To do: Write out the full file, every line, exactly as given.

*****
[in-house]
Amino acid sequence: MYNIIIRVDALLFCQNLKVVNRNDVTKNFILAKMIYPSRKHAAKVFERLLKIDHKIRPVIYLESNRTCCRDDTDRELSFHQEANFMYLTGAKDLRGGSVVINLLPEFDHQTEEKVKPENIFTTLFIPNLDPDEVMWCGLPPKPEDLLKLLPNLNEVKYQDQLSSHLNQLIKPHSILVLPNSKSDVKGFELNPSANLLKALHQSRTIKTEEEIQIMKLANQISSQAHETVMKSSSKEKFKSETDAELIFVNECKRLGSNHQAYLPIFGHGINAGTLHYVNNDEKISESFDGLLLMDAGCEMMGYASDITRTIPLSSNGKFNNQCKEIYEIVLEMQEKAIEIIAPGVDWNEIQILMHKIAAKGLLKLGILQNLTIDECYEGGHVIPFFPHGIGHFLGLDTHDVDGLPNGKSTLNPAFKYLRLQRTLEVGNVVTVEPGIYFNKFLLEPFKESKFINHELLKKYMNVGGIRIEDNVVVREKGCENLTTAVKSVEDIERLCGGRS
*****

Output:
[in-house]
Amino acid sequence: MYNIIIRVDALLFCQNLKVVNRNDVTKNFILAKMIYPSRKHAAKVFERLLKIDHKIRPVIYLESNRTCCRDDTDRELSFHQEANFMYLTGAKDLRGGSVVINLLPEFDHQTEEKVKPENIFTTLFIPNLDPDEVMWCGLPPKPEDLLKLLPNLNEVKYQDQLSSHLNQLIKPHSILVLPNSKSDVKGFELNPSANLLKALHQSRTIKTEEEIQIMKLANQISSQAHETVMKSSSKEKFKSETDAELIFVNECKRLGSNHQAYLPIFGHGINAGTLHYVNNDEKISESFDGLLLMDAGCEMMGYASDITRTIPLSSNGKFNNQCKEIYEIVLEMQEKAIEIIAPGVDWNEIQILMHKIAAKGLLKLGILQNLTIDECYEGGHVIPFFPHGIGHFLGLDTHDVDGLPNGKSTLNPAFKYLRLQRTLEVGNVVTVEPGIYFNKFLLEPFKESKFINHELLKKYMNVGGIRIEDNVVVREKGCENLTTAVKSVEDIERLCGGRS